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Aug 15, 2018







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Candlelight Stroll

Where: Strawbery Banke Museum, 14 Hancock St., Portsmouth 
When: Saturday, Dec. 16, from 5 to 9 p.m., and Sunday, Dec. 17, from 4 to 8 p.m.
Cost: $25 for adults, $12.50 for kids ages 5 to 17, or $60 for families with two adults and two kids.
Visit: strawberybanke.org or call 433-1100




Walk through time
Candlelight stroll takes guests to a distant past

12/14/17
By Ethan Hogan



 “Welcome, Stranger” is the theme of this year’s Candlelight Stroll at Strawbery Banke, where guests will walk through each era of the village’s eclectic 300-year history.

According to Alena Shellenbean, special events manager, that history includes stories of the earliest settlers all the way up to people living in the 1950s.
“From its very early days, it was the site of immigrants and new people in the area. It was a very inclusive neighborhood throughout a lot of its history,” said Shellenbean.
Guests will walk the candlelit grounds of the Portsmouth village and visit historically preserved houses along the way. Eight of the houses will tell the story of a particular time in the village’s history, using period-accurate holiday botanical decorations and reenactors who play actual people who once lived there.
“It’s not just our colonial history — we tell the story of change over time through the real people that lived in the south end of Portsmouth,” said Shellenbean. “We are always trying to tell the stories that still resonate with people in this day and age. … They had big families and small families, they had tough jobs and easy jobs — when you get right down to it, they were going through some of the same things.”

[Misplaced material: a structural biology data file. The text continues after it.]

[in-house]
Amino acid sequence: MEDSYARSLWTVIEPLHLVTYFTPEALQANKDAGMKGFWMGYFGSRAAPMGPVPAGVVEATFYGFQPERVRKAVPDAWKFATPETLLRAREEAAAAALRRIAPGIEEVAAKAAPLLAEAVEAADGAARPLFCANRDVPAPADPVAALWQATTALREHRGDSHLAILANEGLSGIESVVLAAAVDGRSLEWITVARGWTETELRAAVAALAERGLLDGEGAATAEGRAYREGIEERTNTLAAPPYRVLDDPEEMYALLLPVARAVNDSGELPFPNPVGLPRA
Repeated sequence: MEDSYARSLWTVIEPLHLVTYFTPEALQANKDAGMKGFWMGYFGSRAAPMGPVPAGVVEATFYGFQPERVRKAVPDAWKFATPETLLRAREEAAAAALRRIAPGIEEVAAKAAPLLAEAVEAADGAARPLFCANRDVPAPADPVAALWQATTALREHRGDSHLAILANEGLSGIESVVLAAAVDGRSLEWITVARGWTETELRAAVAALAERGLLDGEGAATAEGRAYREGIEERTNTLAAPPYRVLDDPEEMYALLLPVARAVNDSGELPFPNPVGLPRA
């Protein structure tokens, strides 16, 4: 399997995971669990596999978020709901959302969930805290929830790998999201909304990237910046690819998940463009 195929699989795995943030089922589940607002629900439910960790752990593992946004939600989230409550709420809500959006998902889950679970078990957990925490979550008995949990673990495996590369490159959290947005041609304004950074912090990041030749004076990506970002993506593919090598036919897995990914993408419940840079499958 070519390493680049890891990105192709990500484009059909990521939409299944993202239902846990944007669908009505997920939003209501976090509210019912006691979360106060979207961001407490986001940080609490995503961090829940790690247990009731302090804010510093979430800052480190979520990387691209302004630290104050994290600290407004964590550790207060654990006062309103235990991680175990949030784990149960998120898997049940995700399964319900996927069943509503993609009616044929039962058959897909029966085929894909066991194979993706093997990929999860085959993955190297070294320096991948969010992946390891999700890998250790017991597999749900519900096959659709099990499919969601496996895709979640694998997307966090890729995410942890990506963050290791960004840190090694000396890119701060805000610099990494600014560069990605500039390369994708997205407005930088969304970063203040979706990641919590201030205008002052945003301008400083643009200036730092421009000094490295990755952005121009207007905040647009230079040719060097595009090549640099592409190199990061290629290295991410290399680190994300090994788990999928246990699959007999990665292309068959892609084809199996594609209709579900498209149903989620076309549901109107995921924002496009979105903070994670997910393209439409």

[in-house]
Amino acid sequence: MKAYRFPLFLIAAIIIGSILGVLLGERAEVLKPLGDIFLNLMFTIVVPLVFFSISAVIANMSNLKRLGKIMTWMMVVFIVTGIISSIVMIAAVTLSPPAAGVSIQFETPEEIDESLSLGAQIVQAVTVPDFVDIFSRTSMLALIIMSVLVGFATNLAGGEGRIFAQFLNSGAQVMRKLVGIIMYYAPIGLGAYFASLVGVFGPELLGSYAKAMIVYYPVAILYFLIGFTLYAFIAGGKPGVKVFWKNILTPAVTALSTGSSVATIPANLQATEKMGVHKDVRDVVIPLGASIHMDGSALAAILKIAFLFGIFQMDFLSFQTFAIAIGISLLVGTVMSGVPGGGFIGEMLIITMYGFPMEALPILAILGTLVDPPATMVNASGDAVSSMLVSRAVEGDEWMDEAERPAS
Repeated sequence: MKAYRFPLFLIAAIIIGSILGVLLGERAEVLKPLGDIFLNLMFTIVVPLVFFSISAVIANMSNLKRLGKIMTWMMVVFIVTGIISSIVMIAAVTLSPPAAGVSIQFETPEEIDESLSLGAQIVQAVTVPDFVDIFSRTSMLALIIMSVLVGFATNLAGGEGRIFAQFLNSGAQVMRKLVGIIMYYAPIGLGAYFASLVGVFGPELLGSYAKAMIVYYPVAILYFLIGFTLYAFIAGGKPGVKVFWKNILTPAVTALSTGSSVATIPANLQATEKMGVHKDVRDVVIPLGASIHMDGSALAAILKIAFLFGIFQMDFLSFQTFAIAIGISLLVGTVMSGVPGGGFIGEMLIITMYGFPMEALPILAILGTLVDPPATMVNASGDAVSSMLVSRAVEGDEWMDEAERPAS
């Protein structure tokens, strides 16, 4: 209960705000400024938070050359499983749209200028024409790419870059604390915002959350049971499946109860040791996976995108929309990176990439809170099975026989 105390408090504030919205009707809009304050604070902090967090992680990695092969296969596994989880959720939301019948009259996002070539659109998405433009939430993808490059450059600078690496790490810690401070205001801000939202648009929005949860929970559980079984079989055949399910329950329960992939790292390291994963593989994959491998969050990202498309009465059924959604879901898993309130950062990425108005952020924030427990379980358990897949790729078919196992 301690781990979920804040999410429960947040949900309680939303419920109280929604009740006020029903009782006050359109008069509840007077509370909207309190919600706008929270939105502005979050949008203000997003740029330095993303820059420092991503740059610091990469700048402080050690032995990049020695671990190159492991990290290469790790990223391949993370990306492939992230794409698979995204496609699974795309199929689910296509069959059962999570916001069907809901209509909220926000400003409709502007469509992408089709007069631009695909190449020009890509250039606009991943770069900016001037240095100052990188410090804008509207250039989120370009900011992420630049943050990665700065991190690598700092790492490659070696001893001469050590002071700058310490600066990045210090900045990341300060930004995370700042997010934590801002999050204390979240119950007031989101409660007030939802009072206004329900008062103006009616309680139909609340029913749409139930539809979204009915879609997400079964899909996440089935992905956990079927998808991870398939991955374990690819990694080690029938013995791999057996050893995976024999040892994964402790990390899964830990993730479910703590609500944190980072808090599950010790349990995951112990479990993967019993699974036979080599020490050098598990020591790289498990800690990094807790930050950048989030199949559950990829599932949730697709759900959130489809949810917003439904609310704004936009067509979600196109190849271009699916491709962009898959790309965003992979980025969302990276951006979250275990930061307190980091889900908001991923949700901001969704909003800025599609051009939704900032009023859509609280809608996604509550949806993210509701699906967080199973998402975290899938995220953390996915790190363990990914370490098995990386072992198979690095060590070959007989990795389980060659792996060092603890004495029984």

Guests will learn the history of each era and how the traditions of the holidays changed over time with the arrival of different types of people. Shellenbean said the tradition of having a Christmas tree, for example, was brought to New England by German immigrants.
“It’s a good time to also look at how our holiday traditions have changed with introductions to things from other places. … Even some of those traditions that are very much a part of who we are were [the traditions of] strangers at one time,” said Shellenbean.
The houses will have demonstrations of holiday traditions, like 18th-century hearth cooking, punched tin lantern making, basket weaving and woodworking. A hands-on cotton threading station will show guests how to make thread into cloth. The horticulture center will be teaching holiday botanical decoration methods from each era, including wreath making and pressed flower cards.
Walking the grounds of the village are familiar characters like Saint Nick, a choir leader and the 1860s mayor of Portsmouth, Frank Jones, who built factories in town. Some unfamiliar characters will also walk the grounds, like a fishing wife who is trying to sell the last catch of the day and the air raid warden making sure people are ready for a World War II attack.
Saint Nick will be in his Old European Father Christmas garb handing out peppermint sticks. Even though he’s from a time when he was known as Father Christmas, Shellenbean said he won’t mind being called Santa.
Horse and carriage rides will be available and the ice skating rink will be open. Indoors, there will be a puppet show and a Victorian magic show.
“Even before folks in this area celebrated Christmas, December was a time to go visiting your neighbors and give thanks for what you had,” said Shellenbean.





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